“You Can Take Care of Your Children” with Cocoa
He never went to school. Instead, N’Dri Kouadio Pascal moved around the cocoa farms of Côte d’Ivoire, the world’s leading… Read More
Before there was the plant nursery she manages with other local women, and the rice they grow to supplement their incomes from cocoa farming, Kouassi Yaoua N’Guessan led a simpler existence. “I sold my cocoa ordinarily,” she said of her farming life as an independent farmer six years ago near Soubré in central Côte d’Ivoire. Though married with three children, when it came to nurturing the cocoa trees of her 1.47-hectare plot, “I was doing it alone.”
That started to change in 2013 when she joined the Cooperative des Producteurs de Sofoci Louhiri (CPSL). By helping empower farmers, especially women, to increase production and have a stronger voice in their communities, the cooperatives dotting the cocoa belt of Côte d’Ivoire and Ghana support higher income levels and more opportunities for traditionally impoverished families.
Today, Yaoua’s round face and wide-set eyes soften to a smile as she describes how — through the cooperative — she learned to be a more productive farmer and led other community women to have a say when plans emerged to build a new area school for their children.
Then, when a CPSL pilot project started a nursery to grow shade trees for the cocoa farms that dominate the area, Yaoua headed a team of 15 local women to manage it. “We started with eggplants,” she recalled. “The cooperative told us it’s a good year, so we are sending you seeds.” Once a week, they gathered to plant and prune and clean the plants provided by the cooperative, including saplings in rows segregated by species. As they worked, doing the “maintenance, weeding and watering,” Yaoua said, the woman would talk to each other about their families and health and lives. From those discussions, a community formed. If one of them had problems at home, they all listened and tried to help.
Soon more women started showing up, and now there are 61 who participate each Wednesday to help manage the nursery and enjoy the communal support. They have learned to grow rice that helps feed their families and gets sold to create another income source beyond the cocoa. For Yaoua, the cooperative has provided a path to greater empowerment for women historically held back by male-dominated tradition.
“I want our group to evolve and that every woman be independent. That is our wish,” she said, sitting in the Green Project nursery, which has a capacity of 85,000 plants.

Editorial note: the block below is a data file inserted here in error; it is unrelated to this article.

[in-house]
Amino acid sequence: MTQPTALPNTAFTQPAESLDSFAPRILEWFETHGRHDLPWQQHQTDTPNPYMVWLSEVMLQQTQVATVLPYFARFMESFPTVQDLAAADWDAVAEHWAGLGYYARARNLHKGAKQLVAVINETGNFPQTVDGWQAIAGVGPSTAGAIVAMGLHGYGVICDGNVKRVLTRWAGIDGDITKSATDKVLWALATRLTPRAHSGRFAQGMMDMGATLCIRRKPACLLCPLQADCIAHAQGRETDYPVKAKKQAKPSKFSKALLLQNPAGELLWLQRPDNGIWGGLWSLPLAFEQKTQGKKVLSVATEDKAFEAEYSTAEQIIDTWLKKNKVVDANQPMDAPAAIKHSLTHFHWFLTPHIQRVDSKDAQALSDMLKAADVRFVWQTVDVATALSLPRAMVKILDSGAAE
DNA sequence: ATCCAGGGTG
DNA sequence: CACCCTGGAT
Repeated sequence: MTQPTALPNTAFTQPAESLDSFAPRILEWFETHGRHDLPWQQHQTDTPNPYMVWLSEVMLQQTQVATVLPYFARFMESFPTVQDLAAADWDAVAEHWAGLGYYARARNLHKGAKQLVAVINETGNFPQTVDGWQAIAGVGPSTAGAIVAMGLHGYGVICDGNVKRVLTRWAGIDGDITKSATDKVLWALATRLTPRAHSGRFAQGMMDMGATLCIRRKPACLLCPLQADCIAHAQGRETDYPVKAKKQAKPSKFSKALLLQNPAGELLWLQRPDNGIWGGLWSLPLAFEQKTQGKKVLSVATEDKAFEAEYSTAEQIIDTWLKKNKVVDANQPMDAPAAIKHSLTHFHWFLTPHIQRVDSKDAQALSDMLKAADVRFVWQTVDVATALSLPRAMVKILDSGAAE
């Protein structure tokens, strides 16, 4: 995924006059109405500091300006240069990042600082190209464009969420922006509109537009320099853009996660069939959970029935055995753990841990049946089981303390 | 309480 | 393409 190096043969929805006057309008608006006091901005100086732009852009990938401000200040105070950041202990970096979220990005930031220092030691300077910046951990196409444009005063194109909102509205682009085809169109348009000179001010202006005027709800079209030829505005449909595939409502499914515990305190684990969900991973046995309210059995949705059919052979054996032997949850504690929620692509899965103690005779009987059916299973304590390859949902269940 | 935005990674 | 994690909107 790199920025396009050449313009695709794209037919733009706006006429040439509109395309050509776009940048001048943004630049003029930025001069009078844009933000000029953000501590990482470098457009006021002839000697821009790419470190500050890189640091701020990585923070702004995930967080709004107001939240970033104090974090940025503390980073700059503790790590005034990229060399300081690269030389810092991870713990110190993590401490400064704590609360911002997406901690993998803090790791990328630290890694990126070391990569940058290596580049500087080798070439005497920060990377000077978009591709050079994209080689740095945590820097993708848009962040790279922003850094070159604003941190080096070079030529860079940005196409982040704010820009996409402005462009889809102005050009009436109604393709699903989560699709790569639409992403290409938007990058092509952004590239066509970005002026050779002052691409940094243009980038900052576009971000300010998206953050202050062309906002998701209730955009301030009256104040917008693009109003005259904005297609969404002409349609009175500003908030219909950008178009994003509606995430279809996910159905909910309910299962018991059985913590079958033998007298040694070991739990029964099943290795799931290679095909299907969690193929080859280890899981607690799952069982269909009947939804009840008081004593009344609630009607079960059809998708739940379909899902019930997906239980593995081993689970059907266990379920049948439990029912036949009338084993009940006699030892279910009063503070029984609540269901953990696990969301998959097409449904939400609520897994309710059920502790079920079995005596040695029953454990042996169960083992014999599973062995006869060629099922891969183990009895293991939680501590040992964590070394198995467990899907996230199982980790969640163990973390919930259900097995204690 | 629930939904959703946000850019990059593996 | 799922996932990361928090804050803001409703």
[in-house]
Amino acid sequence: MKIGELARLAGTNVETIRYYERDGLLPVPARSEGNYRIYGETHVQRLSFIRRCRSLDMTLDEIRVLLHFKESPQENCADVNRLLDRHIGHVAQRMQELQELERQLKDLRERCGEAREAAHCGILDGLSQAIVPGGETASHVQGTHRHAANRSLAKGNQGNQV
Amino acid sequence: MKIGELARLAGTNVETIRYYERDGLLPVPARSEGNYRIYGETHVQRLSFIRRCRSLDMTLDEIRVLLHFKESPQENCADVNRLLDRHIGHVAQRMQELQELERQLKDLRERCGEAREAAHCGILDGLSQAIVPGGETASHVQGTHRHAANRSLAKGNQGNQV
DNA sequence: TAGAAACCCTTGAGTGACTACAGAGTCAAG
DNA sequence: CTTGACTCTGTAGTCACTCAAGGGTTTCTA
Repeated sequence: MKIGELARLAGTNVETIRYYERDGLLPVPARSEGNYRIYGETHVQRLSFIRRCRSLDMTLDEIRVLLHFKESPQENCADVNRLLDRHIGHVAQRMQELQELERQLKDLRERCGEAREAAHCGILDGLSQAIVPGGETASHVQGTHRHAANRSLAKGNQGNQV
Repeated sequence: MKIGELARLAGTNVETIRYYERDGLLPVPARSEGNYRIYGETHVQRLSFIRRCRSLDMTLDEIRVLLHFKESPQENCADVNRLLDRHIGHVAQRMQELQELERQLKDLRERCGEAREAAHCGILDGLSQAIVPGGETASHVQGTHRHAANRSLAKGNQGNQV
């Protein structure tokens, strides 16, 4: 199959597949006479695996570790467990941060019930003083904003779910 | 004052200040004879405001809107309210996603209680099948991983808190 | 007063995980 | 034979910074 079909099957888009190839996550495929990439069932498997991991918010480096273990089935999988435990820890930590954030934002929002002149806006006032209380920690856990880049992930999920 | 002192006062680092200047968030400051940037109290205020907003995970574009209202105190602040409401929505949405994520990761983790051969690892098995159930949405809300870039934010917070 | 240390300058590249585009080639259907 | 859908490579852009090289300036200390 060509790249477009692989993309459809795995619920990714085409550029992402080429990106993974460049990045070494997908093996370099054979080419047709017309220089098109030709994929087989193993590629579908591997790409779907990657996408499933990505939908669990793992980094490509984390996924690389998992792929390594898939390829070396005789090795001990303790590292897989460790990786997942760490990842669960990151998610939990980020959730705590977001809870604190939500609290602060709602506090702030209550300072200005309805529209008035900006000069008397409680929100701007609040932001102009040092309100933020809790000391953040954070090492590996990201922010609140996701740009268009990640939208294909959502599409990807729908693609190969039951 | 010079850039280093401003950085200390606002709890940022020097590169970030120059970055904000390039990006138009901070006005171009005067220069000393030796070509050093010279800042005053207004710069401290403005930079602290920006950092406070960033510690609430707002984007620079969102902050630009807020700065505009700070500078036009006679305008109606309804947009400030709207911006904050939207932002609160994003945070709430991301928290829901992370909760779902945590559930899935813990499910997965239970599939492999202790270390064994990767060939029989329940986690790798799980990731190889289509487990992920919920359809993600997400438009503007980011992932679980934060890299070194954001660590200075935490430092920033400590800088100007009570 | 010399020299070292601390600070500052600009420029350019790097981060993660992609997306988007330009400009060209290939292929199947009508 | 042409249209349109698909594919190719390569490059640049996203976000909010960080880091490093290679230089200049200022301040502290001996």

Her experience shows the value of the training that she and others have received through the cooperative. They now plant taller shade trees at their farms to protect the cocoa trees from the sun and insects, which has increased cocoa production. For the past two years, the cocoa farmers have received their income by bank transfer rather than cash, which “keeps you safe from stealing and aggression,” she said.
While Yaoua and her husband discuss how to manage the money coming in, she made clear that she decides how to farm her land, which is separate from his plot. “It’s my field, it’s my farm — I make the decisions,” she said with a laugh. “He can make the decisions for his farm. “
Other benefits were less direct, but just as important. Yaoua and other women were able to provide input three years ago when the cooperative teamed with partners including the government to build the new school. For the first time, the women could explain challenges they faced in ensuring an education for their children that they believed would lead to more opportunities in their lives. “The children are the ones who put pressure on us to go to school,” Yaoua said, exclaiming “No!” when asked if they should follow in her footsteps to become cocoa farmers. “I want them to become managers,” she said, then added after a brief consideration, “If it’s modernized farming, okay, but in our current state, I do not want them to.” Others share her hope for greater opportunity for youth. Talking to just about anyone in the area, the discussion always comes back to a question asked of every visitor: “Have you seen the school?”
Still, Yaoua and her colleagues know their lives are tied to cocoa farming.
“It is a good thing, because we did not go to school, so that’s what we can do,” she said, offering a message to the people worldwide eating chocolate made from the cocoa produced in the Soubré region. “It is the elderly people who work in the farms,” she said, calling for an increase in cocoa prices to help farmers. “We also want funding to invest in our project.”
Then she thought of one more thing: “When you make chocolate out of cocoa, you should send us some, because we really like chocolate.”